l Women are responsible for all household chores, working even when pregnant. They work in the fields, tending livestock, fetching water from long distances, collecting and cutting wood for fuel. And of course, nutrition is severely lacking due to poverty.
l Families are often very large – each woman bears 10 to 12 children; there is not enough income, and then there is the lack of clean water and the extreme heat and cold of the desert.
All of these factors impact the health and lives of babies and mothers who are prone to various illnesses.
Sick babies and young children are not taken to nearest health care unit or hospital on time, which leads to fatalities.
Some villages have usable underground water and some have brackish water. The government has provided small desalination plants for some villages. There is a major desalination unit in Mithi City.
AMS Dr. Surtomal accompanied us to the Paediatric ward attended by three qualified paediatricians. Other doctors and nurses were on duty too. It was sterile and very well equipped with all essential machines and medical equipment. There were several baby cots and incubators. Several critical underweight and premature babies were receiving treatment.
One incubator housed one of a pair of premature twins, a baby as big as my hand. The other twin was discharged after it received treatment for a few days, and was healthy. This one was in an oxygen incubator and had a feeding tube inserted.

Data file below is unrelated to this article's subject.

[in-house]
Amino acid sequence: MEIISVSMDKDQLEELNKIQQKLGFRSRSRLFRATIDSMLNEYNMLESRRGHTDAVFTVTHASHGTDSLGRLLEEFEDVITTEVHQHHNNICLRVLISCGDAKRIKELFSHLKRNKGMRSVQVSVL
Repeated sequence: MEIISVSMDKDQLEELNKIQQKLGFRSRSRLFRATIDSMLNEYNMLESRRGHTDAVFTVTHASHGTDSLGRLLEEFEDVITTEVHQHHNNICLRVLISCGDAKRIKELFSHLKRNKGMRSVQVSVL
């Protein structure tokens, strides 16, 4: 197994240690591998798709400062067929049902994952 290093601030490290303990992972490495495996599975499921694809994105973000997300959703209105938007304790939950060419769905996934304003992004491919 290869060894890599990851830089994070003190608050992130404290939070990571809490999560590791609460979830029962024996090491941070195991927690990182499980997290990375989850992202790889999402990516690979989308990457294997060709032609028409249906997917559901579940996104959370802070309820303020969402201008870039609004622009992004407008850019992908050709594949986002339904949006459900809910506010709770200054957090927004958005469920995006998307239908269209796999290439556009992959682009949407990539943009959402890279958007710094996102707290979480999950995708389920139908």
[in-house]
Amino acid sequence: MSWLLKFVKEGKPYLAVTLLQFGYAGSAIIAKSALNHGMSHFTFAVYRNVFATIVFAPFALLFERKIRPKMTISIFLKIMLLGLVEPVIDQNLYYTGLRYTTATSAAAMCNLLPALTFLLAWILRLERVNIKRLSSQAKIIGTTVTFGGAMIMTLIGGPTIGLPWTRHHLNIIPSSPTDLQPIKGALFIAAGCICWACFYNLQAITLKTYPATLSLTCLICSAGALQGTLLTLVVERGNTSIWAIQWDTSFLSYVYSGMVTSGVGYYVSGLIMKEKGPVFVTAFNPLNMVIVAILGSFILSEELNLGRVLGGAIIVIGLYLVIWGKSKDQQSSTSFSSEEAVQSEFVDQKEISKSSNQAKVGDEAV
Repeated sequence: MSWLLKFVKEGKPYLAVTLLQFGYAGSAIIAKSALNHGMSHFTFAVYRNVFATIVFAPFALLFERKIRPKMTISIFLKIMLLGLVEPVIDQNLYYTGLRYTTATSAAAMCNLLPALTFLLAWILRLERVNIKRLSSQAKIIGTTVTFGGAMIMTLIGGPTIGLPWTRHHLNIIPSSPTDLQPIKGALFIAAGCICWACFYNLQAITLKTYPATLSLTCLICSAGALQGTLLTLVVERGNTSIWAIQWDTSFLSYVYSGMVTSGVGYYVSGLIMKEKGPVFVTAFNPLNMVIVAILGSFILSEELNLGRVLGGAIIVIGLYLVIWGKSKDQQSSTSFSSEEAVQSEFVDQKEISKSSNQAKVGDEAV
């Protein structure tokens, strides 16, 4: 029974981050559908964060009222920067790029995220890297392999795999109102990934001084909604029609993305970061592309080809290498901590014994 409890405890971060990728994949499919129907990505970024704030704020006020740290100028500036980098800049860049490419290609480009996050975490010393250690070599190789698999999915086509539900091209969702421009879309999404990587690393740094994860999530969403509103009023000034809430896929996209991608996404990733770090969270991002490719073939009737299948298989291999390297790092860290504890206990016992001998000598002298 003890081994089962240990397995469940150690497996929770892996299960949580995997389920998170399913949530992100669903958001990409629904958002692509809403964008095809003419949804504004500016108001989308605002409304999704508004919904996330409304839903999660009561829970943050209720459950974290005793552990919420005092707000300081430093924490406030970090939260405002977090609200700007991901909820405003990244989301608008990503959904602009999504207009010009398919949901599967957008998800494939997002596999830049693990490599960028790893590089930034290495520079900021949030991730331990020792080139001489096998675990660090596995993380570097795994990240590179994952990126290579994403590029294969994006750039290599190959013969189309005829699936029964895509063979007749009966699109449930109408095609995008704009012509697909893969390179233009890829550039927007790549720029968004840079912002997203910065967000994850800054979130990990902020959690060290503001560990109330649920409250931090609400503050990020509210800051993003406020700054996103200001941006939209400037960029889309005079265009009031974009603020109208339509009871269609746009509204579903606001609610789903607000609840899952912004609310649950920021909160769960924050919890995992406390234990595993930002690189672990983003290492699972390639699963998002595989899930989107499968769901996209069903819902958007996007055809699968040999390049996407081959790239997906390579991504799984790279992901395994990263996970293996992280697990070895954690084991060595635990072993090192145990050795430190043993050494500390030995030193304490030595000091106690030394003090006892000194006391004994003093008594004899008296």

We also paid an impromptu visit to the Deputy Commissioner’s office; the compound was unusually quiet. The DC sahib was in his office and met us very graciously.
He too was under great stress, and was on the telephone most of the time. He provided us with an update of the prevailing situation.
The District Administration conducts consultations and meetings with all agencies working in Thar. Meetings are held daily in the mornings and evenings, to report, assess and share information and to take action where and when required.
My seven-day visit to Thar was extremely educative. I met and saw the beauty of Thar and its people. With Thar Coal and other projects, the future of Thar is very bright. Problems with malnutrition do need to be overcome, but I believe the future of Thar is a bright one, as long as its people are not sidelined.